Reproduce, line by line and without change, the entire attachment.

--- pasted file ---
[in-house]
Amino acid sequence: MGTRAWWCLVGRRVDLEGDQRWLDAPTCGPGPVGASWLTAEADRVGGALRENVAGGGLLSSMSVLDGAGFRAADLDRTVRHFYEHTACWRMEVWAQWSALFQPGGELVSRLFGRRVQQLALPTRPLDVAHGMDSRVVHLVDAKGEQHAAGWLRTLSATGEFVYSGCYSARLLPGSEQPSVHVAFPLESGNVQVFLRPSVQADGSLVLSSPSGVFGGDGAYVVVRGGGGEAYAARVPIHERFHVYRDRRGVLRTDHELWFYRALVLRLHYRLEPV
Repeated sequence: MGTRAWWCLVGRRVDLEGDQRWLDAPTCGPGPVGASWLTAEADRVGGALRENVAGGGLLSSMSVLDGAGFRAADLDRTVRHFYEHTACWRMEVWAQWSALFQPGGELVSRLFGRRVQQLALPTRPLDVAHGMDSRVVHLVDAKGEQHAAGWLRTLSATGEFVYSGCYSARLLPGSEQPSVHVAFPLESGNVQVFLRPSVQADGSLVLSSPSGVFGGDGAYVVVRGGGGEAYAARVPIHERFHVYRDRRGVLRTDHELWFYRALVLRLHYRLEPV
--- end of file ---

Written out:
[in-house]
Amino acid sequence: MGTRAWWCLVGRRVDLEGDQRWLDAPTCGPGPVGASWLTAEADRVGGALRENVAGGGLLSSMSVLDGAGFRAADLDRTVRHFYEHTACWRMEVWAQWSALFQPGGELVSRLFGRRVQQLALPTRPLDVAHGMDSRVVHLVDAKGEQHAAGWLRTLSATGEFVYSGCYSARLLPGSEQPSVHVAFPLESGNVQVFLRPSVQADGSLVLSSPSGVFGGDGAYVVVRGGGGEAYAARVPIHERFHVYRDRRGVLRTDHELWFYRALVLRLHYRLEPV
Repeated sequence: MGTRAWWCLVGRRVDLEGDQRWLDAPTCGPGPVGASWLTAEADRVGGALRENVAGGGLLSSMSVLDGAGFRAADLDRTVRHFYEHTACWRMEVWAQWSALFQPGGELVSRLFGRRVQQLALPTRPLDVAHGMDSRVVHLVDAKGEQHAAGWLRTLSATGEFVYSGCYSARLLPGSEQPSVHVAFPLESGNVQVFLRPSVQADGSLVLSSPSGVFGGDGAYVVVRGGGGEAYAARVPIHERFHVYRDRRGVLRTDHELWFYRALVLRLHYRLEPV